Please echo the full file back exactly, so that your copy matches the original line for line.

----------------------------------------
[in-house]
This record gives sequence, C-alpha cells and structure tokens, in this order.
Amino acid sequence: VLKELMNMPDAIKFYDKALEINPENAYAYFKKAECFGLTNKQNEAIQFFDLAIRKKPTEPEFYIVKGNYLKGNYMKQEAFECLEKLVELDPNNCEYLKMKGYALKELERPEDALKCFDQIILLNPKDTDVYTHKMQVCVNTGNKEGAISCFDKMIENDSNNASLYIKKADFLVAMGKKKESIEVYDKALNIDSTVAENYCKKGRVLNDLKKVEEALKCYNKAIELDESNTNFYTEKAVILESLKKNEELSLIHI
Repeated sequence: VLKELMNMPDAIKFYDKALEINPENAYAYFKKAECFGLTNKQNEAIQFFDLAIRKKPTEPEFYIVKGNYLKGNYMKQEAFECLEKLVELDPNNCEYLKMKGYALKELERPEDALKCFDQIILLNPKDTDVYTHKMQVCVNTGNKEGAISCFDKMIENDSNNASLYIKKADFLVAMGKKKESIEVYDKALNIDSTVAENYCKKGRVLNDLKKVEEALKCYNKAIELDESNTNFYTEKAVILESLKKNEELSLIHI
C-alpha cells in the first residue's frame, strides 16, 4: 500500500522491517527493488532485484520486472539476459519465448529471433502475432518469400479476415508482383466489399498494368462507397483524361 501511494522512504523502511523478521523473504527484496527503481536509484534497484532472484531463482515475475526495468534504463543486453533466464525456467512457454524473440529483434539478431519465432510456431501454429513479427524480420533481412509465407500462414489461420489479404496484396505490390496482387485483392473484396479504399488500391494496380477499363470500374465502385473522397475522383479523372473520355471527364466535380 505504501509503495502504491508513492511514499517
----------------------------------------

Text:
[in-house]
This record gives sequence, C-alpha cells and structure tokens, in this order.
Amino acid sequence: VLKELMNMPDAIKFYDKALEINPENAYAYFKKAECFGLTNKQNEAIQFFDLAIRKKPTEPEFYIVKGNYLKGNYMKQEAFECLEKLVELDPNNCEYLKMKGYALKELERPEDALKCFDQIILLNPKDTDVYTHKMQVCVNTGNKEGAISCFDKMIENDSNNASLYIKKADFLVAMGKKKESIEVYDKALNIDSTVAENYCKKGRVLNDLKKVEEALKCYNKAIELDESNTNFYTEKAVILESLKKNEELSLIHI
Repeated sequence: VLKELMNMPDAIKFYDKALEINPENAYAYFKKAECFGLTNKQNEAIQFFDLAIRKKPTEPEFYIVKGNYLKGNYMKQEAFECLEKLVELDPNNCEYLKMKGYALKELERPEDALKCFDQIILLNPKDTDVYTHKMQVCVNTGNKEGAISCFDKMIENDSNNASLYIKKADFLVAMGKKKESIEVYDKALNIDSTVAENYCKKGRVLNDLKKVEEALKCYNKAIELDESNTNFYTEKAVILESLKKNEELSLIHI
C-alpha cells in the first residue's frame, strides 16, 4: 500500500522491517527493488532485484520486472539476459519465448529471433502475432518469400479476415508482383466489399498494368462507397483524361 501511494522512504523502511523478521523473504527484496527503481536509484534497484532472484531463482515475475526495468534504463543486453533466464525456467512457454524473440529483434539478431519465432510456431501454429513479427524480420533481412509465407500462414489461420489479404496484396505490390496482387485483392473484396479504399488500391494496380477499363470500374465502385473522397475522383479523372473520355471527364466535380 505504501509503495502504491508513492511514499517